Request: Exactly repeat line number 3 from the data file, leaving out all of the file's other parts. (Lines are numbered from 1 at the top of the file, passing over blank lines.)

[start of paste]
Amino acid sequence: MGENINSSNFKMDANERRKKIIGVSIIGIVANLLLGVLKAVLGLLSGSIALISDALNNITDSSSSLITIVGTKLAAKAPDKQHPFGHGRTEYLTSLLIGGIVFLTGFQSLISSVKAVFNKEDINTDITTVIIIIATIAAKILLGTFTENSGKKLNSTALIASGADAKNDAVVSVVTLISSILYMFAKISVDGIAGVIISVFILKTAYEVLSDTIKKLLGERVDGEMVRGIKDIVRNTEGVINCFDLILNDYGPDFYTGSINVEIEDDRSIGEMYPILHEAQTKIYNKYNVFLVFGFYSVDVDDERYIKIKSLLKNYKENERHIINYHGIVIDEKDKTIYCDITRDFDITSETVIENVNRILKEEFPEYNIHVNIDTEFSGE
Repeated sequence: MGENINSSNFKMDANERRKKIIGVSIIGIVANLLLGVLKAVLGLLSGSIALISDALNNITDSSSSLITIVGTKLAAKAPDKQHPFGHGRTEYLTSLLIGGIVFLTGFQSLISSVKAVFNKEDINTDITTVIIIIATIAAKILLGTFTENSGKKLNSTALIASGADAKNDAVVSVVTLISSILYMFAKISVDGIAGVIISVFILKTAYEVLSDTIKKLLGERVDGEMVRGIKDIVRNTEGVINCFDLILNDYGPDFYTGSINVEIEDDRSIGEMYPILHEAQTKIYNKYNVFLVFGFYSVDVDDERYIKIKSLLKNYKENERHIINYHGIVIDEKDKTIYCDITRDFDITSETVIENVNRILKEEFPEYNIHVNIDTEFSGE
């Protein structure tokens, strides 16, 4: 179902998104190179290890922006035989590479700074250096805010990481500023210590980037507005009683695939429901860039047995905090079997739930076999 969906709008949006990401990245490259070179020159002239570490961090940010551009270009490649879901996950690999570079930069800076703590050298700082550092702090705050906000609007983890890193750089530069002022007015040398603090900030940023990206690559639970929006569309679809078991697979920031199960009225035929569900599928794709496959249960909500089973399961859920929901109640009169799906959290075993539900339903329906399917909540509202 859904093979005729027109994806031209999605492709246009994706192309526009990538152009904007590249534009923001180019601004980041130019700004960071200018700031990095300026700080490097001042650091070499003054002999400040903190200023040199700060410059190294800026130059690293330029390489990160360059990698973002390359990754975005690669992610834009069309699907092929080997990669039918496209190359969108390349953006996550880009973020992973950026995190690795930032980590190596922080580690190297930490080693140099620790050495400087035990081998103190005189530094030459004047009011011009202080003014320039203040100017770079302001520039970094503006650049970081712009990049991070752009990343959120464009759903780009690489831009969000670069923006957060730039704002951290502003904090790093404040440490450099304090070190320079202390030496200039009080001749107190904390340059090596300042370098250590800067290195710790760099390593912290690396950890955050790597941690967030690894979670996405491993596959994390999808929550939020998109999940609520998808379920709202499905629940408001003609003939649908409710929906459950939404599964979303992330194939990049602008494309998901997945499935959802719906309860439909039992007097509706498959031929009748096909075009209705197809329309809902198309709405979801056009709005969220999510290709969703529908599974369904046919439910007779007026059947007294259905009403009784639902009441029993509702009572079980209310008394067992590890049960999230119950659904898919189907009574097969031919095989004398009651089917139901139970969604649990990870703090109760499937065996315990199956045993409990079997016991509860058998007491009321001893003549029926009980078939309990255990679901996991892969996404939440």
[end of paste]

């Protein structure tokens, strides 16, 4: 179902998104190179290890922006035989590479700074250096805010990481500023210590980037507005009683695939429901860039047995905090079997739930076999 969906709008949006990401990245490259070179020159002239570490961090940010551009270009490649879901996950690999570079930069800076703590050298700082550092702090705050906000609007983890890193750089530069002022007015040398603090900030940023990206690559639970929006569309679809078991697979920031199960009225035929569900599928794709496959249960909500089973399961859920929901109640009169799906959290075993539900339903329906399917909540509202 859904093979005729027109994806031209999605492709246009994706192309526009990538152009904007590249534009923001180019601004980041130019700004960071200018700031990095300026700080490097001042650091070499003054002999400040903190200023040199700060410059190294800026130059690293330029390489990160360059990698973002390359990754975005690669992610834009069309699907092929080997990669039918496209190359969108390349953006996550880009973020992973950026995190690795930032980590190596922080580690190297930490080693140099620790050495400087035990081998103190005189530094030459004047009011011009202080003014320039203040100017770079302001520039970094503006650049970081712009990049991070752009990343959120464009759903780009690489831009969000670069923006957060730039704002951290502003904090790093404040440490450099304090070190320079202390030496200039009080001749107190904390340059090596300042370098250590800067290195710790760099390593912290690396950890955050790597941690967030690894979670996405491993596959994390999808929550939020998109999940609520998808379920709202499905629940408001003609003939649908409710929906459950939404599964979303992330194939990049602008494309998901997945499935959802719906309860439909039992007097509706498959031929009748096909075009209705197809329309809902198309709405979801056009709005969220999510290709969703529908599974369904046919439910007779007026059947007294259905009403009784639902009441029993509702009572079980209310008394067992590890049960999230119950659904898919189907009574097969031919095989004398009651089917139901139970969604649990990870703090109760499937065996315990199956045993409990079997016991509860058998007491009321001893003549029926009980078939309990255990679901996991892969996404939440």